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Tag question (1)

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Tag question
Message de canax posté le 24-11-2008 à 18:20:36 (S | E | F)

Hello everybody
I need your help please.What is the tag for "may"?
eg: It may rain this evening,.............?


Réponse: Tag question de gylles, postée le 25-11-2008 à 19:59:56 (S | E)
I really seldom saw a question tag in the negative form with this auxiliary verb, but it should be "not may?" or won't it?


Réponse: Tag question de betyboop, postée le 25-11-2008 à 20:40:17 (S | E)
Hello evrybody!
For the quetion about may. Well i say that it is might ex. it might rain (might is not sure). well i hope that i was able to help.

Wishing you all a good evaning


Réponse: Tag question de TravisKidd, postée le 25-11-2008 à 21:37:30 (S | E)
I think "may", expressing an intermediate probability, is incompatible with a question tag. Question tags express doubt, but there is no doubt associated with "may" (as there is with "might").

The closest phrase that would work here is "..., don't you think?".


Réponse: Tag question de jeany, postée le 26-11-2008 à 12:08:28 (S | E)
Hi!
According to me, I think the right question tag is "isn't it?". Just like when you want to have the point of view of somebody else.

I hope my English is not too bad so...




Réponse: Tag question de canax, postée le 26-11-2008 à 15:45:08 (S | E)
hi!
In this statement,"may" expresses a future possibility.It's just like"perhaps
it will rain this evening".So the tag question could be:it may rain this
evening,won't it?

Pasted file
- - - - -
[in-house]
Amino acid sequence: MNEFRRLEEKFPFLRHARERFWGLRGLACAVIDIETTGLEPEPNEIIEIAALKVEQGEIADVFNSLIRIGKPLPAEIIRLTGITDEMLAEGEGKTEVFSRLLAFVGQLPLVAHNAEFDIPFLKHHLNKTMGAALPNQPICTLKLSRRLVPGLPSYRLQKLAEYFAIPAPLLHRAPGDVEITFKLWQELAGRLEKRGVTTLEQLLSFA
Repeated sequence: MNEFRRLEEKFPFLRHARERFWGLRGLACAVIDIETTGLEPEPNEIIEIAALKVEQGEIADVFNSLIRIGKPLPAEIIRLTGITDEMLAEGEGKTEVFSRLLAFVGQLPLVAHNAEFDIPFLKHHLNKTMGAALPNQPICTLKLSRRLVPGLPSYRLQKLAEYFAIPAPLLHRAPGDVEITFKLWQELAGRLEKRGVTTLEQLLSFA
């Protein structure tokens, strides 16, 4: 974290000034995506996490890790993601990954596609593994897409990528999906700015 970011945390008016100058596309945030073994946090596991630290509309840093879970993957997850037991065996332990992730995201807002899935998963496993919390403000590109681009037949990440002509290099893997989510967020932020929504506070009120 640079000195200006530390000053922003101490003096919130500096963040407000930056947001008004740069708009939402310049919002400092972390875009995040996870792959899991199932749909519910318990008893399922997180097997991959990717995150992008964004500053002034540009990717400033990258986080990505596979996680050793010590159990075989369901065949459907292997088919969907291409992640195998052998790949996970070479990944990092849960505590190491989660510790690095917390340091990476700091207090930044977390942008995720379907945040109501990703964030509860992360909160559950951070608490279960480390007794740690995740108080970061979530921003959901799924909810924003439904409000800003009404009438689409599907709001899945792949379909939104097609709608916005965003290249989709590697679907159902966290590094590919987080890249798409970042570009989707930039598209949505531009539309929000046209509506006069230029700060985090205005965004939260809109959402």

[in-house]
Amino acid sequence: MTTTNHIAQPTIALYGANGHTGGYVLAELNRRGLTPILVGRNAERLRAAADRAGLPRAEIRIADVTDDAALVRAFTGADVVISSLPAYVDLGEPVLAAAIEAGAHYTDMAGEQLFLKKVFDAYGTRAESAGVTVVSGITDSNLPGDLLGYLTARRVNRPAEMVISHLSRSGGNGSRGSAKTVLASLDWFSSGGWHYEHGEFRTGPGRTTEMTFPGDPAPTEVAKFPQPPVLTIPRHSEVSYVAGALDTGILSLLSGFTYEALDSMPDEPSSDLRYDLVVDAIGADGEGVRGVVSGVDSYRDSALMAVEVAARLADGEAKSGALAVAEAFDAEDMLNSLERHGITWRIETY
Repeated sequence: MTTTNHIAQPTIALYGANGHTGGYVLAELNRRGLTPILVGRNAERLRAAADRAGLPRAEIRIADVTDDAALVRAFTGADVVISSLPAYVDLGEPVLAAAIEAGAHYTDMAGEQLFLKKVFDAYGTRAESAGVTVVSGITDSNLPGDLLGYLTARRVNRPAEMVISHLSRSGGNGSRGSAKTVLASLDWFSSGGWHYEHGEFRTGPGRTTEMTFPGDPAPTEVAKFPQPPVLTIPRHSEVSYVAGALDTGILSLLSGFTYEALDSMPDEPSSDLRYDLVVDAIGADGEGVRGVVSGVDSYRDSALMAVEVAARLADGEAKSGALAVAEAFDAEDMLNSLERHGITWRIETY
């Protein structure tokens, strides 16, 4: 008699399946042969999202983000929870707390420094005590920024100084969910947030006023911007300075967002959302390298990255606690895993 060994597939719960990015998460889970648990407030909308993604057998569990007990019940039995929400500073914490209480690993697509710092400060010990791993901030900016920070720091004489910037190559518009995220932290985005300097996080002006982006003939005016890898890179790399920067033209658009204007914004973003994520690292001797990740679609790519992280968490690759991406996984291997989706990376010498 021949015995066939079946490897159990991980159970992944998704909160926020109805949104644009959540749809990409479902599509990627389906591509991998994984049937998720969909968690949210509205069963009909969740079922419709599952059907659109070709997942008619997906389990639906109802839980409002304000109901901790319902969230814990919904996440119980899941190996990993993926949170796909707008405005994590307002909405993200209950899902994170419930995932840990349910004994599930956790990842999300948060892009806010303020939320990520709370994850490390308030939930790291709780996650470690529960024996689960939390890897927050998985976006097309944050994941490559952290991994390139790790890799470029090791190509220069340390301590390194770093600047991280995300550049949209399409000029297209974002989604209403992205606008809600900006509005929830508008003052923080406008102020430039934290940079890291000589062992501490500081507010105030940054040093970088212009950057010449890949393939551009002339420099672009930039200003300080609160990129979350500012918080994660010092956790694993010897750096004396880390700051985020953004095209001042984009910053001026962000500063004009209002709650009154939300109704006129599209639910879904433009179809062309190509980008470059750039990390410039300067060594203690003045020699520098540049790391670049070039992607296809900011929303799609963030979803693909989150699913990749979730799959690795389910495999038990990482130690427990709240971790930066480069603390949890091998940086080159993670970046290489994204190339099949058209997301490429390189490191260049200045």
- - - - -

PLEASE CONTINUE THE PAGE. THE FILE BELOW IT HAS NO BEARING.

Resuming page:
But I'm not sure.Therefor I aked this question.It seems that the opinions are very different.What do native speakers think?


Réponse: Tag question de TravisKidd, postée le 26-11-2008 à 16:50:54 (S | E)
I'm a native speaker.

You also wouldn't use a question tag with "maybe" or "perhaps".


Réponse: Tag question de canax, postée le 28-11-2008 à 08:21:21 (S | E)
hello
TravisKidd said that the question tags express a doubt.But I learnt that
a question tag is also used to seek for agreement.So there's no doubt in
one's mind when we ask it,is there?


Réponse: Tag question de intrepid34, postée le 28-11-2008 à 08:29:01 (S | E)
Good morning!

This is so franglais. As a native speaker you wouldn't find yourself in this situation.

If you have an exercise at school that requires a tag for this statement, then Travis Kid is correct with - "don't you think?" or "What do you think?" And if your teacher is adamant that you have to reply with a modal akin to "may" then use - mightn't it? But really this sort of sentence doesn't really exist.

Best of luck
Intrepid




Réponse: Tag question de canax, postée le 28-11-2008 à 08:38:05 (S | E)
Good morning
Thanks a lot for your help.


Réponse: Tag question de TravisKidd, postée le 28-11-2008 à 09:05:08 (S | E)
It is hard to agree or disagree with a "may" statement, because there is no true negation of such a statement.

What would it mean to say that "It may rain" is false? What would that imply about, say, "It will rain" or "It might rain"?

When I talk about "doubt", I mean that something is "almost but not quite" certain. With "may" there is no "almost certain". (On the other hand "might" implies "almost certainly not".)




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